Jordan Staal has what it takes to be a future Selke Trophy winner. (Photo by Bruce Bennett/Getty Images)
I’m still in disbelief over the result of an innocuous shove by Johnny Boychuk on Mason Raymond in Game 6 of June’s Stanley Cup final. It’s a shame that Raymond is still unsure of when, or if, he’ll return to an NHL ice surface not just because it’s an unfair twist of fate, but also because he was, simply, an exciting player to watch.
I really began watching Raymond closely in the early-going of his breakout 2009-10 season and though he dropped off his production last year I still convinced a few friends that bigger things were yet to come. I loved his speed and his stride; I loved watching him, waiting for that moment when he’d blow you away with the skills that brought him to the NHL.
Some players – obviously, Alex Ovechkin and Sidney Crosby – appeal to the masses. Others have smaller followings, but draw fans to watch their teams just to catch a glimpse of a certain someone. We all like different things about hockey and that translates into a wide variety of player types being labeled a “favorite.” This doesn’t mean I don’t enjoy watching Sidney Crosby, Jeff Skinner or Daniel Sedin, it just means I enjoy watching these guys a little more.
These are five players I enjoy watching the most and why.
I played in net for about a month in novice hockey and have a clear memory of letting a goal slip through my legs that was pushed down from the other end of the ice. I’m pretty sure we lost every single game I played and most were probably in the double-digits. So, no, I’m not really a goalie guy.
Nonetheless, Thomas is the epitome of excitement. I’m drawn to Thomas for the same reasons I loved watching Dominik Hasek flail about in the crease. I was one of those folks who didn’t believe Thomas' style would be able to lead a team through the playoffs. I thought he’d be bound to give up a bad goal here and there and that ultimately it would always catch up to him. Oh how wrong I was.
With Thomas, you never know what’s going to happen, whether it be a horrendous goal or an immaculate save. And the unorthodox style he brings to the blue ice is undeniably fun to watch.
My Russian host for a couple weeks this past summer, Datsyuk protects the puck and stays sturdy on his feet as if he were an immovable 6-foot-6 giant. Of course, that’s not the case. At 5-foot-11, you wouldn’t know he was one of the world’s best players to see him on the street, but when you watch him work his Datsyukian magic on the ice, it’ll mesmerize you and you won’t be able to look away.
Datsyuk is a master at puck protection, stickhandling and he has a decent shot, too. He often makes the defenders look helpless and hopeless, swimming around trying to catch him to no avail. Whenever Datsyuk is playing, my attention turns to Detroit.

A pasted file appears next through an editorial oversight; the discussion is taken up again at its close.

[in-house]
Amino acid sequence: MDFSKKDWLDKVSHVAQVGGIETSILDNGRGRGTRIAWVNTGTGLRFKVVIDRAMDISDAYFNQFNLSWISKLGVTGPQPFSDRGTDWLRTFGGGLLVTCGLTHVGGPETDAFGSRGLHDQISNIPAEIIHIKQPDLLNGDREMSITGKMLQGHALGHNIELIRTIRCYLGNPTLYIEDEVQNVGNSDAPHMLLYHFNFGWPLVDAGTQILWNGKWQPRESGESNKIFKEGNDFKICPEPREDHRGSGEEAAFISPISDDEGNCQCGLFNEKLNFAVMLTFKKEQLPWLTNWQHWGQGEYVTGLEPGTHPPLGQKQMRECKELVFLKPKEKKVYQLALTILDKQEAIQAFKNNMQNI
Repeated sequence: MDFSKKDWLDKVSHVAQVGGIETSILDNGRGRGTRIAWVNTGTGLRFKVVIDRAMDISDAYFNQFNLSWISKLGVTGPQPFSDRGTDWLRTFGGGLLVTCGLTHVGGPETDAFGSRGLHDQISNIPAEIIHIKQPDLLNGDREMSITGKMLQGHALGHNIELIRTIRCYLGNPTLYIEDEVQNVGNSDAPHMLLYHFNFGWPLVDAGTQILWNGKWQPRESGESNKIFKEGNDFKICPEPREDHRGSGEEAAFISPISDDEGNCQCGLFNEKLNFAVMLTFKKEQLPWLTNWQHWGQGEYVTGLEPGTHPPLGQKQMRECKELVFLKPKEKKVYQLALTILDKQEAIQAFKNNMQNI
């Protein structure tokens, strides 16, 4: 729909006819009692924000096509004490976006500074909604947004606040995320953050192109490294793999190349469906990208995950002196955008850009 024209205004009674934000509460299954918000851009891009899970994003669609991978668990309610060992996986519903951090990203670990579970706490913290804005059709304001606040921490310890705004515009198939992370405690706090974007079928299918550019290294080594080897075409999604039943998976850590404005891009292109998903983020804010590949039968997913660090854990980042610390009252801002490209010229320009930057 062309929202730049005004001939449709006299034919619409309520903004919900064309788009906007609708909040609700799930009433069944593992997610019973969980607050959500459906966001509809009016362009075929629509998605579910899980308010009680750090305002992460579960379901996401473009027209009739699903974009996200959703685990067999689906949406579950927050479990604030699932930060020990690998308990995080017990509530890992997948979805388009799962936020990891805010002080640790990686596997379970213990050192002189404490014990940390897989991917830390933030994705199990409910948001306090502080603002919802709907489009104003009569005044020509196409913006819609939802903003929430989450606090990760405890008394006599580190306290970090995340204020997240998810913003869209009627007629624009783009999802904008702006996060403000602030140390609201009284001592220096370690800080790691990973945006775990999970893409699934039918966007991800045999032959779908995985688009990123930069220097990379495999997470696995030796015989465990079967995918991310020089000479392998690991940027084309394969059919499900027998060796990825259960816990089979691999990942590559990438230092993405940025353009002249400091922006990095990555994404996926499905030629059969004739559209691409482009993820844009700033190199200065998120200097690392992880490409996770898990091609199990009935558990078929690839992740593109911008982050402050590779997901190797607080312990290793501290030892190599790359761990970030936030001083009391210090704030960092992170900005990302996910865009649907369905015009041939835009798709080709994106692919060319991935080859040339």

With such a big frame and being such a strong skater, Nash could have got to the NHL in a number of different roles. What really puts him over the top is the fact he can deke like a stereotypical small player who relies on nifty stickhandling to become an NHLer.
I mean, c’mon man. It’s easy to find ridiculous highlight-reel goals such as this one. How a man of that size can move so nimbly I’ll never know, but it’s incredible to watch and try to figure out. Oh, yeah, and he can hit too - and hitting is fun.
When you hear the word explosive when describing a hockey player it usually refers to his foot speed. But when it comes to this big Swede, explosive generally refers to the aftermath of his bodychecks. At 6-foot-3, 240 pounds, Murray isn’t going to bring it offensively, though he’s not a liability when it comes time to move the puck up the ice and out of the zone. And his skating isn’t half-bad either for a big man. I thought he was the best San Jose player in the 2011 post-season and really neutralized a lot of rushes.
What I like most about watching Murray is the anticipation of the big hit. You know it’s coming, but when? And when it finally does happen it almost always lifts you out of your seat with an exclamation. If someone asks me what I think of Douglas Murray, two words suffice: Boo Ya.
I couldn’t believe it: I posted on Twitter Tuesday night that Staal was my most favorite NHL player to watch and while some understood the nuances he brings and could see where I was coming from, I was shocked at some of the negativity his name brought to boil. In fact, one person questioned my hockey IQ for having the audacity to enjoy watching a Selke Trophy nominee. Go figure.
To me, Staal has the most beautiful skating stride out there. His defensive positioning is outstanding and I’m convinced, along with many others, the Selke will be his one day. His stick work is phenomenal and he’s one of the best at tailing a player, lifting his stick, stealing the puck, turning, and moving back with it the other way. He makes it look so effortless, too, which I suppose is why some people may not like him: it appears as though he’s capable of more, but if you look closely, he’s quite effective as is.
I’m still expecting more offensively from him and am convinced it’ll happen - it’s crazy to write off the potential of a power forward at 23. He creates so many chances with his big body alone, the results will one day come.
Rory Boylen is TheHockeyNews.com's web editor. His column appears regularly only on THN.com.
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